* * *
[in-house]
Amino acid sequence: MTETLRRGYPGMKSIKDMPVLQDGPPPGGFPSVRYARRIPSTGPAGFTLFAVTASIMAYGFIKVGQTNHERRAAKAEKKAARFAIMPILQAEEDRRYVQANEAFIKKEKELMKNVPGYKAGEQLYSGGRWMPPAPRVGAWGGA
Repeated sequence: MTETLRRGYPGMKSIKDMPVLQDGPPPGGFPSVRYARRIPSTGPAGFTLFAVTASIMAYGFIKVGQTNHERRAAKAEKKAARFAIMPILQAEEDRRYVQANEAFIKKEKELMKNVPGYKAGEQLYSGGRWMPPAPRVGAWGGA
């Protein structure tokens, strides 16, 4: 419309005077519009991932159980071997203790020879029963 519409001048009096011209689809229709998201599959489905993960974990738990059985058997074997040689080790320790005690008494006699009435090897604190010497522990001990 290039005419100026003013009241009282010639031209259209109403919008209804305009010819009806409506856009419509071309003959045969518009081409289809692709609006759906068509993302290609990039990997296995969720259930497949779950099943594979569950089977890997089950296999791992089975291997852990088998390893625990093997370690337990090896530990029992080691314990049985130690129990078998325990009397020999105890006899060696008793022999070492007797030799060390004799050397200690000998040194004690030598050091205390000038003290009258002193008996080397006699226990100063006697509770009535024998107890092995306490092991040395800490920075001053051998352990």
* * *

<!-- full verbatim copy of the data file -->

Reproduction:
[in-house]
Amino acid sequence: MTETLRRGYPGMKSIKDMPVLQDGPPPGGFPSVRYARRIPSTGPAGFTLFAVTASIMAYGFIKVGQTNHERRAAKAEKKAARFAIMPILQAEEDRRYVQANEAFIKKEKELMKNVPGYKAGEQLYSGGRWMPPAPRVGAWGGA
Repeated sequence: MTETLRRGYPGMKSIKDMPVLQDGPPPGGFPSVRYARRIPSTGPAGFTLFAVTASIMAYGFIKVGQTNHERRAAKAEKKAARFAIMPILQAEEDRRYVQANEAFIKKEKELMKNVPGYKAGEQLYSGGRWMPPAPRVGAWGGA
């Protein structure tokens, strides 16, 4: 419309005077519009991932159980071997203790020879029963 519409001048009096011209689809229709998201599959489905993960974990738990059985058997074997040689080790320790005690008494006699009435090897604190010497522990001990 290039005419100026003013009241009282010639031209259209109403919008209804305009010819009806409506856009419509071309003959045969518009081409289809692709609006759906068509993302290609990039990997296995969720259930497949779950099943594979569950089977890997089950296999791992089975291997852990088998390893625990093997370690337990090896530990029992080691314990049985130690129990078998325990009397020999105890006899060696008793022999070492007797030799060390004799050397200690000998040194004690030598050091205390000038003290009258002193008996080397006699226990100063006697509770009535024998107890092995306490092991040395800490920075001053051998352990």